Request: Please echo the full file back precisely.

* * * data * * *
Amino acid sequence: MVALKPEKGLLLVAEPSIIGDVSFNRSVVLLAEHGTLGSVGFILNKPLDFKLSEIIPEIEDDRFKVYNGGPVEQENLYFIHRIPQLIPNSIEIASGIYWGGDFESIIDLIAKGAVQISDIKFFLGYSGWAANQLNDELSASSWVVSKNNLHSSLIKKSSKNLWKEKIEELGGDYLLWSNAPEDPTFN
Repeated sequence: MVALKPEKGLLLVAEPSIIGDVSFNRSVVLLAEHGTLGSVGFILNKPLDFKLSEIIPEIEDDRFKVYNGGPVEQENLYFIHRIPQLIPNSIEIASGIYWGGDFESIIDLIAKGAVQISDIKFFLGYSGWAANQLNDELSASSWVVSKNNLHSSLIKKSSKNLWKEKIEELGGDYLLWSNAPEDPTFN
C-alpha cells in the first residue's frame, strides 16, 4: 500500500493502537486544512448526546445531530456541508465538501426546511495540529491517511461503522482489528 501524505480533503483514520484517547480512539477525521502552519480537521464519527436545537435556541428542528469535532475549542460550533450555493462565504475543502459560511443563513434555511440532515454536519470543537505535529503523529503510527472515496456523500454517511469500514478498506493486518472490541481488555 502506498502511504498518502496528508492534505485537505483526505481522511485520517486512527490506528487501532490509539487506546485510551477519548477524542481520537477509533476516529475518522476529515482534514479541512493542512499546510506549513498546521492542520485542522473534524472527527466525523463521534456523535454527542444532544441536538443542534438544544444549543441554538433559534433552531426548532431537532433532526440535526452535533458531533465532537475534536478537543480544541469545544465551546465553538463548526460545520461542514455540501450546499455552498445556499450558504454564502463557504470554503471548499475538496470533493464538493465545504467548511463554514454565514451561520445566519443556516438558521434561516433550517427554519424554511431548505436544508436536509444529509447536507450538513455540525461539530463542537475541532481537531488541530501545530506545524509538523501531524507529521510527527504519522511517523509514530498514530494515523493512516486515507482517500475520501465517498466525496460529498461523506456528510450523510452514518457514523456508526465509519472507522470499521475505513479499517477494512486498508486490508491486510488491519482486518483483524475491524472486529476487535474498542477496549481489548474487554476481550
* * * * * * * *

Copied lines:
Amino acid sequence: MVALKPEKGLLLVAEPSIIGDVSFNRSVVLLAEHGTLGSVGFILNKPLDFKLSEIIPEIEDDRFKVYNGGPVEQENLYFIHRIPQLIPNSIEIASGIYWGGDFESIIDLIAKGAVQISDIKFFLGYSGWAANQLNDELSASSWVVSKNNLHSSLIKKSSKNLWKEKIEELGGDYLLWSNAPEDPTFN
Repeated sequence: MVALKPEKGLLLVAEPSIIGDVSFNRSVVLLAEHGTLGSVGFILNKPLDFKLSEIIPEIEDDRFKVYNGGPVEQENLYFIHRIPQLIPNSIEIASGIYWGGDFESIIDLIAKGAVQISDIKFFLGYSGWAANQLNDELSASSWVVSKNNLHSSLIKKSSKNLWKEKIEELGGDYLLWSNAPEDPTFN
C-alpha cells in the first residue's frame, strides 16, 4: 500500500493502537486544512448526546445531530456541508465538501426546511495540529491517511461503522482489528 501524505480533503483514520484517547480512539477525521502552519480537521464519527436545537435556541428542528469535532475549542460550533450555493462565504475543502459560511443563513434555511440532515454536519470543537505535529503523529503510527472515496456523500454517511469500514478498506493486518472490541481488555 502506498502511504498518502496528508492534505485537505483526505481522511485520517486512527490506528487501532490509539487506546485510551477519548477524542481520537477509533476516529475518522476529515482534514479541512493542512499546510506549513498546521492542520485542522473534524472527527466525523463521534456523535454527542444532544441536538443542534438544544444549543441554538433559534433552531426548532431537532433532526440535526452535533458531533465532537475534536478537543480544541469545544465551546465553538463548526460545520461542514455540501450546499455552498445556499450558504454564502463557504470554503471548499475538496470533493464538493465545504467548511463554514454565514451561520445566519443556516438558521434561516433550517427554519424554511431548505436544508436536509444529509447536507450538513455540525461539530463542537475541532481537531488541530501545530506545524509538523501531524507529521510527527504519522511517523509514530498514530494515523493512516486515507482517500475520501465517498466525496460529498461523506456528510450523510452514518457514523456508526465509519472507522470499521475505513479499517477494512486498508486490508491486510488491519482486518483483524475491524472486529476487535474498542477496549481489548474487554476481550